If free markets promote themselves as the most effective and efficient way of creating and sharing prosperity, then growing inequality has emerged as one of their deepest failings in the early part of this century. After all, how ‘effective’ is having ninety-nine per cent of the world’s wealth go to less than one per cent of its population? Is it ‘efficient’to allow the gap between the rich and poor in leading Western countries to return to levels not seen since the nineteenth century? The widening gap between haves and have-nots has become the focus of much public, political, and policy angst in recent times. The resulting debate is often big on ideological point-scoring on one side, or arcane debates about definition and measurement of inequality on the other. The result is a shortfall in the clear-sighted argument and analysis of practical solutions needed to tackle the problem.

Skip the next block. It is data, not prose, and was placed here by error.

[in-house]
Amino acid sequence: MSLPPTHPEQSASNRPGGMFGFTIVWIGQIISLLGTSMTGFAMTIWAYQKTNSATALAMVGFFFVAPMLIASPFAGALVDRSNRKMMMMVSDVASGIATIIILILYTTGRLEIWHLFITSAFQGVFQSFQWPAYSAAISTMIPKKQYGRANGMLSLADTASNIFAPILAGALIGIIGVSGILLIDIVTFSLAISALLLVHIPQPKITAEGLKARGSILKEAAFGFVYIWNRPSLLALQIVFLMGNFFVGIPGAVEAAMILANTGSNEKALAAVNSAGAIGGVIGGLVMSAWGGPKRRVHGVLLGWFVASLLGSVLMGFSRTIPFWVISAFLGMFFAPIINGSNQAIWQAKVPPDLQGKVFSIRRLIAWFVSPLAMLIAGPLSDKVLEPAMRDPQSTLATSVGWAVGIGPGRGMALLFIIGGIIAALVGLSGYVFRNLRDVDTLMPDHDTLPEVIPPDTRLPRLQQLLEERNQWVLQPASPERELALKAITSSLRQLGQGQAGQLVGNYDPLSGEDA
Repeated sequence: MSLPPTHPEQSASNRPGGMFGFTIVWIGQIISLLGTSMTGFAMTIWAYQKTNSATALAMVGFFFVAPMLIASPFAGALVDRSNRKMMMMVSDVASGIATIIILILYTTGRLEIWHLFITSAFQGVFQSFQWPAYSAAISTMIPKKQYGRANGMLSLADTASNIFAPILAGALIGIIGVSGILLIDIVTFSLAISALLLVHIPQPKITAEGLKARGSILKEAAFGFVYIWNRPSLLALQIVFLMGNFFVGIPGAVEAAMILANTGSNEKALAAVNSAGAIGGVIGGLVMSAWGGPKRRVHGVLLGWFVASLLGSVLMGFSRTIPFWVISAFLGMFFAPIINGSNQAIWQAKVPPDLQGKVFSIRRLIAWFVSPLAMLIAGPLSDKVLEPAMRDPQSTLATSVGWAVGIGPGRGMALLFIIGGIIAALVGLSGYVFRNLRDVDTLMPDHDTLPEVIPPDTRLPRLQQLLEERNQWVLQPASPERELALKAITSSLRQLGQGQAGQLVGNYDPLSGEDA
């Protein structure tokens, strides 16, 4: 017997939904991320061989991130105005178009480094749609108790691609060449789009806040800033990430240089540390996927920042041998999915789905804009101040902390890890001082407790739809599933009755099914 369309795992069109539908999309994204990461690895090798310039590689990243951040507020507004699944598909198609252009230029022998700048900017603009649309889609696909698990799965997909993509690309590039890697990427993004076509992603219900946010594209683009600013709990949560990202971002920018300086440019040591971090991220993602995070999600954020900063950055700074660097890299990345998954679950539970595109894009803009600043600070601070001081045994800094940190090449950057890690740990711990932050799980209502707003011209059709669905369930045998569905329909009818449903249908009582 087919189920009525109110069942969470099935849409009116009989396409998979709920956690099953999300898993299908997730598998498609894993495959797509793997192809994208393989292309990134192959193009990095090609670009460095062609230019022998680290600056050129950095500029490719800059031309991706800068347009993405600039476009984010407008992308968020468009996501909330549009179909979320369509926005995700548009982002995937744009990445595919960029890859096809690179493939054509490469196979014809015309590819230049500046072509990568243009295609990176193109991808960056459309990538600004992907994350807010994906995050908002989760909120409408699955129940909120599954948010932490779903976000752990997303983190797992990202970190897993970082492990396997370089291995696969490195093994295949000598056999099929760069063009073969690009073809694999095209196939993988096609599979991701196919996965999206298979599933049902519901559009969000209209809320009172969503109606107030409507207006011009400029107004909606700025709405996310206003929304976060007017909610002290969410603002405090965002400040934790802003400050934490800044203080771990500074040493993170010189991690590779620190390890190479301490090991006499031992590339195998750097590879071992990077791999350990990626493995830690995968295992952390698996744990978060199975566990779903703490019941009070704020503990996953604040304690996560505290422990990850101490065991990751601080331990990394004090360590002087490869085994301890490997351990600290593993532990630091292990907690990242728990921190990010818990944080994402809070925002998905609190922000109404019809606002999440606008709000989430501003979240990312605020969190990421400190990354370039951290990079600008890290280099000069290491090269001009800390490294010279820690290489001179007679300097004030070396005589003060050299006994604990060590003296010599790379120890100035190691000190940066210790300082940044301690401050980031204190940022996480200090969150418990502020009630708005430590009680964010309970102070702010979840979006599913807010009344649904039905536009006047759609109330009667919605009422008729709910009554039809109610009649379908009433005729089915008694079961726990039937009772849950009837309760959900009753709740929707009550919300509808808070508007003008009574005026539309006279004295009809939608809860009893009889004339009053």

Inequality: What Can Be Done?, written by British economist Anthony B. Atkinson, is a refreshing departure from these dynamics. Atkinson has been at the centre of research into inequality for more than four decades. As inequality scholarship’s ‘grand old man’, he has developed extensive inequality databases, pioneered new forms of analyses, and coined key terms that have provided the foundations of the current debate. (Atkinson has also been an intellectual mentor to Thomas Piketty, his younger French counterpart, who set the global debate on inequality alight last year with his Capital in the Twenty-First Century, which I reviewed for ABR in August 2014.)